Some would say Parsons launched us into the era of modern space travel. He left behind a significant, though slightly obscured, legacy of scientific achievement. His rituals with the black-magic order Ordo Templi Orientis were such an outrage to Amercia’s moral sensibilities they prompted an investigation by the United States Senate.
Parsons died in 1952 in an explosion caused by one of his own experiments. His tale of intrigue and scandal went even beyond his occult activities. It includes the famous science fiction author and Scientology founder L. Ron Hubbard.
Hubbard ran off with Parsons’s girlfriend, Sarah Northrup—or rather sailed off with her in Parsons’s boat. Vice magazine writer Brian Anderson described Parsons’s response: “Upon learning of their escape, Parsons retreated to his hotel room and attempted to summon a typhoon in retribution with an evocation of Bartzabel, an intelligence presiding over the astrological forces associated with the planet Mars.”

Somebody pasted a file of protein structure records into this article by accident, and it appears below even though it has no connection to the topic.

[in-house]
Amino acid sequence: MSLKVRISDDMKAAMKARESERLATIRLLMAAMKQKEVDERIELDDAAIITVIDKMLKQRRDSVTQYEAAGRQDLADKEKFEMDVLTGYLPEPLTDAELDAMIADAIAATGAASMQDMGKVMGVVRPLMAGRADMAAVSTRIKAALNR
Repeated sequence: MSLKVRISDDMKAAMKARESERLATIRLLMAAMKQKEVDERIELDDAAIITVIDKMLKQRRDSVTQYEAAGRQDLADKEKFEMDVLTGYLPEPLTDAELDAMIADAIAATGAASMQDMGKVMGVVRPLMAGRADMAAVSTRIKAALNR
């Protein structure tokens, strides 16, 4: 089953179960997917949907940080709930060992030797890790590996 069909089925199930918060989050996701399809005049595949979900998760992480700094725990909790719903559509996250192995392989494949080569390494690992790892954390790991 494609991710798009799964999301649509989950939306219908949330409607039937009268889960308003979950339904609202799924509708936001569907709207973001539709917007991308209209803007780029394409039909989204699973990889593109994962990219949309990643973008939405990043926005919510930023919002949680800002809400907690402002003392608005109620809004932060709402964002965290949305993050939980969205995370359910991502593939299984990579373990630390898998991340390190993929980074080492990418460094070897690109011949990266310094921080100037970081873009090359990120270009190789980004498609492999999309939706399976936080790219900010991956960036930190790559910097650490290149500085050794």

Hubbard also absconded with more than $20,000 that Parsons had invested in a boat-dealing company they planned to establish together.
It would be hard to top the Parsons story, but Morgan has found other captivating stories in the lives of modern scientists.
Frank Capra: Homeless Wanderer, Chemical Engineer, Famed Film Director
In collaboration with Loren Marsters, Morgan is finishing up a new play about renowned film director Frank Capra. He follows Capra’s progression from peasant Italian immigrant to Caltech chemical engineering graduate, to homeless wanderer and vagabond, to soldier in the U.S. Army, to premier American film director.
When Morgan was reading Capra’s autobiography, he repeated the astonished and excited response he had to Parsons’s biography: “This is a book, this is a play, this is a documentary, this is a movie …”
Morgan’s captivating science non-fiction lacks nothing when compared to the imaginative fancy of science fiction.
*Image of microscope and science experiment via Shutterstock.
George Morgan participated as a speaker at the 2014 USA Science & Engineering Festival in Washington, D.C., April 26–27. Epoch Times was a media sponsor of the festival. The USA Science & Engineering Festival is a national grassroots effort to advance STEM education and inspire the next generation of scientists and engineers. See more articles on the USA Science & Engineering Festival.